View Single Post
Old 10-18-2018, 04:07 AM   #3272 (permalink)
Master EcoModder
Join Date: Aug 2010
Location: Philippines
Posts: 2,173
Thanks: 1,739
Thanked 589 Times in 401 Posts
Originally Posted by redpoint5 View Post
So, we need to remove the particulate traps and catalytic converters from our diesels and let the coal roll
Blow up a few more Pinatubos. Krakatoas. Burn coal as dirtily as possible. Lob a few hundred megatons of nuclear ordnance up in the air and dance in the radioactive snow.

Originally Posted by redpoint5 View Post
Nice post niky. My other question is whether global warming, at least at its current form, might have more positive than negative consequences for humans. It's a topic almost not discussed at all.

1 site I mentioned above said we would observe net positive effects until 2080. Nobody commented on it.

If we reap positive benefits until 2080, and then gradually begin to experience negative consequences, the rational thing to do would be to leverage science/technology to keep conditions somewhere around 2080 levels to maximize human well being. I expect we'll have much better technology in the next 60 years.
Remarkably rosy picture.

The thing is... has anyone compared the net positives to the net negatives?

That 200,000 starving due to ethanol production... is it ethanol production that is causing starvation? Or is it the fact that farmgate prices are so low in some places that farmers themselves would starve if they grew food crops instead of fuel crops (there's a lot to be read into Indian farmer suicides and studies on farmer starvation in previous decades... before biofuels came in). And, note, the science on biofuels has always been iffy... a lot of "mainstream" scientific opinion is divided on them. Politicians like them precisely because it helps enrich local farmers while reducing foreign oil dependence, giving them political capital. Greenwashing is just a bonus.

As for the cost of electricity related to deaths, that's a more difficult topic to tackle. And should be compared to the respiratory deaths (hundreds? thousands? hundreds of thousands?) caused by fossil fuel burning. Both numbers being imaginary and derived from statistical modelling.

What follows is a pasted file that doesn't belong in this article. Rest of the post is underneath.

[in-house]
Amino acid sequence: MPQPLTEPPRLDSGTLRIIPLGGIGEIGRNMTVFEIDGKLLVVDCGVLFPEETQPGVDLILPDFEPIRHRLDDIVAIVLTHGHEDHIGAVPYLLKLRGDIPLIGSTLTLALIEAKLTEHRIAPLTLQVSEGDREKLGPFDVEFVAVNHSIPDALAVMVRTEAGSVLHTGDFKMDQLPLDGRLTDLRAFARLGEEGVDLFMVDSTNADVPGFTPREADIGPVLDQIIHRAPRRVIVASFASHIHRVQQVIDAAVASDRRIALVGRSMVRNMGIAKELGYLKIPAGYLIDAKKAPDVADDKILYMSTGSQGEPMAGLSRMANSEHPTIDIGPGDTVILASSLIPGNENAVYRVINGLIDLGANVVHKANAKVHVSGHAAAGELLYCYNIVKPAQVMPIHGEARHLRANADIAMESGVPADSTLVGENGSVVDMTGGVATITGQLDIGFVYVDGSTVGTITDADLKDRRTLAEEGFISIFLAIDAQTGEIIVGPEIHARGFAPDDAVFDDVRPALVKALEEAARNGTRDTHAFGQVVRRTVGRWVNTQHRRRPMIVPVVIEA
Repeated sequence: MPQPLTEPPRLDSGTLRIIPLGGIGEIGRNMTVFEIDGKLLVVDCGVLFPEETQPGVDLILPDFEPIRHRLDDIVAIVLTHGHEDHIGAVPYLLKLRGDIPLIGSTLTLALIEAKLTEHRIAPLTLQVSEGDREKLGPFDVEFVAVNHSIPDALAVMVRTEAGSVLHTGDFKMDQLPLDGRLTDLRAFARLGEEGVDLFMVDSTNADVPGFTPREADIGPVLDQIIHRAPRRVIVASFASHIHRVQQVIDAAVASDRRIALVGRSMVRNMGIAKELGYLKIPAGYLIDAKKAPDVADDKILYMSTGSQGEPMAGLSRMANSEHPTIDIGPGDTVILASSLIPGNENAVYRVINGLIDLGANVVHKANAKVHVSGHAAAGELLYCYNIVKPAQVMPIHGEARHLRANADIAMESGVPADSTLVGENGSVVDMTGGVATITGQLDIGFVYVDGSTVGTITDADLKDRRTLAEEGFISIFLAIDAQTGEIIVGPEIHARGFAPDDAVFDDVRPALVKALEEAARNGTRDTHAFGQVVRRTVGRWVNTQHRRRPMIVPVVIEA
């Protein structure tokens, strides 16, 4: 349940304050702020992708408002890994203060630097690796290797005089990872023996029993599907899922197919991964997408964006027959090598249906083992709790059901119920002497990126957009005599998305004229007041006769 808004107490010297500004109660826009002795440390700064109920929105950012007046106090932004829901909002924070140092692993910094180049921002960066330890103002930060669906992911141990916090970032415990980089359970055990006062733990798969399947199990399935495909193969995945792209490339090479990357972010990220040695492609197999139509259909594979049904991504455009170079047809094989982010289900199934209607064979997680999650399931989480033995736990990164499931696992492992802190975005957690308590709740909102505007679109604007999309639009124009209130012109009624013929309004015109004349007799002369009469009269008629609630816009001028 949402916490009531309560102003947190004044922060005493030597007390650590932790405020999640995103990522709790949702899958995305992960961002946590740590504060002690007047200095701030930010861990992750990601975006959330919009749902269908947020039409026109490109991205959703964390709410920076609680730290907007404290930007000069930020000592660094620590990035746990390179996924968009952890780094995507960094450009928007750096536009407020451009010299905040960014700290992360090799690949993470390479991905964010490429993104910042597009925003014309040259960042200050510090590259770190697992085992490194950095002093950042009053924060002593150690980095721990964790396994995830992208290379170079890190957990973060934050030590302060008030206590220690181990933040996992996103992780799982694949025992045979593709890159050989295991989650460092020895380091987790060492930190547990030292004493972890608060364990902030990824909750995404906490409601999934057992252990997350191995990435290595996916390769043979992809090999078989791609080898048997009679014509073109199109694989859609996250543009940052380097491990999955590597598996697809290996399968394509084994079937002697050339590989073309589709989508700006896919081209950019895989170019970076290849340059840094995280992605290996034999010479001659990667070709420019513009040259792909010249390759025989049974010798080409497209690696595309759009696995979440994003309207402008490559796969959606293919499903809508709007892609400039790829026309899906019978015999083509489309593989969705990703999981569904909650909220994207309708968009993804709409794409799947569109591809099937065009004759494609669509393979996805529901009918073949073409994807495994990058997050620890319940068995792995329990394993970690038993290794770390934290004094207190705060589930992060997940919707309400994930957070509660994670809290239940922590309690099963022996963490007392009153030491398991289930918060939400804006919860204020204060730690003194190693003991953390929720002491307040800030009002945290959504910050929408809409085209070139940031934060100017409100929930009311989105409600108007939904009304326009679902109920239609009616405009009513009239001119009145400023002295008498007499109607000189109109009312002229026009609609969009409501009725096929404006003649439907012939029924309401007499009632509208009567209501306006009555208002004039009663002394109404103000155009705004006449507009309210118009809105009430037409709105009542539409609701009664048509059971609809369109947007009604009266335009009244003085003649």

Which reminds me of a passage in Larry Niven's "Rainbow Mars"... where, after decades of Svetz the Time Traveller stories, Niven bookends it with a story in which the Ministry of Space takes over the Ministry of Time Travel, and grimly reminds them that every time they travel through time, the massive amount of energy used kills off hundreds, if not thousands of people. A blackout here leading to an ICU unit failing, or food spoiling in stockage, or any of a number of things.

When we start counting the costs of everything, we should be counting the cost of *everything*. Every choice we make contributes in one way or another to the possible life or death of another human. Every purchased iPad or fruit slushie contributes either to the starvation of some African villager, the uplift of some Chinese factory worker, or the poisoning of his or her thrice removed cousin from poisoning due to pollution from a nearby mine.

We could, likely, feed, clothe, medicate and heat/cool everyone properly with very much less than we use now. Whether we use fossil fuel or "renewables." But we spend literally trillions of dollars on useless frivolities, instead. What percentage of energy or food scarcity deaths do we attribute to those numbers?


Also, it is very optimistic to claim there will be net benefits. There's a reason colder countries are more prosperous, on average:

Fat Knowledge: The Key to Increasing GDP? Move Away From the Equator

(that one is old, note the Chinese industrial revolution hasn't taken yet... delayed for decades, as it was, by the cultural revolution and the enormous set-back in terms of education and science it caused)
(hell, I've never read this study or link before I looked it up, but it's a common observation out here... the richer and more prosperous Asian nations are typically colder ones like China, Japan and Korea. NoKor is a special situation... a political tangle of Chinese and Western interests creating a hermit kingdom.)

Then you get the black swan events... and droughts and famines in equatorial and near-equatorial countries... how many more economic refugees can the world absorb? How many more Syrias?

Could there be benefits? Yes, maybe. To the coldest countries. But there's a reason cold countries are typically richer than the rest of us. And it has everything to do with not being so hot you're sweating buckets while sitting inside an air-conditioned office trying desperately to be productive instead of dying of dehydration.

Last edited by niky; 10-20-2018 at 03:03 AM..
The Following 3 Users Say Thank You to niky For This Useful Post:
aerohead (10-20-2018), NeilBlanchard (10-18-2018), redpoint5 (10-18-2018)